Marijuana is a significant drug threat to Arizona. Marijuana produced in Mexico is the predominant type available throughout Arizona. Locally produced marijuana and Canada-produced marijuana, commonly called BC Bud, are also available, but to a lesser extent. Cannabis cultivation occurs within the state and generally is controlled by Caucasian and Hispanic criminal groups and independent producers. Mexican drug trafficking organizations and criminal groups dominate the smuggling of marijuana from Mexico into Arizona. Mexican drug trafficking organizations and criminal groups control wholesale distribution of marijuana produced in Mexico; Hispanic street gangs and Caucasian, African American, and Hispanic local independent dealers control retail distribution of the drug. Caucasian and Hispanic criminal groups and independent dealers are the primary wholesale and retail distributors of locally produced marijuana in Arizona. Caucasian independent dealers are the primary retail distributors of the limited quantities of BC Bud available in the state.
Other dangerous drugs (ODDs) include club drugs such as MDMA, GHB and its analogs, ketamine, the hallucinogens LSD and PCP, and Rohypnol. ODDs also include inhalants and diverted pharmaceuticals. MDMA is readily available and abused in Arizona and poses a considerable drug threat to the state. Other ODDs present varying threats to Arizona. Various criminal groups and independent dealers transport ODDs to Arizona via private vehicles, couriers on commercial and private aircraft, couriers traveling by foot entering the United States from Mexico, and package delivery services. Club drugs primarily are sold and abused by middle-class, suburban, young adults at raves and nightclubs and on college campuses. Hallucinogens are also distributed by local independent dealers throughout the state. Pharmaceuticals such as hydrocodone (Vicodin), benzodiazepine (Valium, Xanax), oxycodone (OxyContin, Percocet, Percodan), steroids, and codeine typically are diverted through a variety of techniques including "doctor shopping," pharmacy diversion, prescription forgery, smuggling from Mexico, and purchasing over the Internet, particularly from foreign sources such as Mexico.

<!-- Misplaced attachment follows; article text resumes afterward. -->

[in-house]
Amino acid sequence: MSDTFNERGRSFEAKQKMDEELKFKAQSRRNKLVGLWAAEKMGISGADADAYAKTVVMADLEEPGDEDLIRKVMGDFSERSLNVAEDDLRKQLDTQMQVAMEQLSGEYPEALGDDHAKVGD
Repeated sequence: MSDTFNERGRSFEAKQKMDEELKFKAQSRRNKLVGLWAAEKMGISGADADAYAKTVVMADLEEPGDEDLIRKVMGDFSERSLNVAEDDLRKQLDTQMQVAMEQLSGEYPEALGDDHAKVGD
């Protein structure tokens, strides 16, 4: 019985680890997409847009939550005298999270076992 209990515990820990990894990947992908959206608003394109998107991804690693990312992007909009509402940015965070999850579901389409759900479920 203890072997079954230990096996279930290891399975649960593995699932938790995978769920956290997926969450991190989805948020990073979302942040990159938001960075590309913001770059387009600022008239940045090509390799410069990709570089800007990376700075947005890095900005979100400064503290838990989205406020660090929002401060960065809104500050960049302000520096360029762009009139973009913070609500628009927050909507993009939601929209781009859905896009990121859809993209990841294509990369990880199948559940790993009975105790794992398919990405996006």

National Drug Intelligence Center
319 Washington Street, 5th Floor
Johnstown, PA 15901
Tel. (814) 532-4601
FAX (814) 532-4690
National Drug Intelligence Center
8201 Greensboro Drive, Suite 1001
McLean, VA 22102-3840
Tel. (703) 556-8970
FAX (703) 556-7807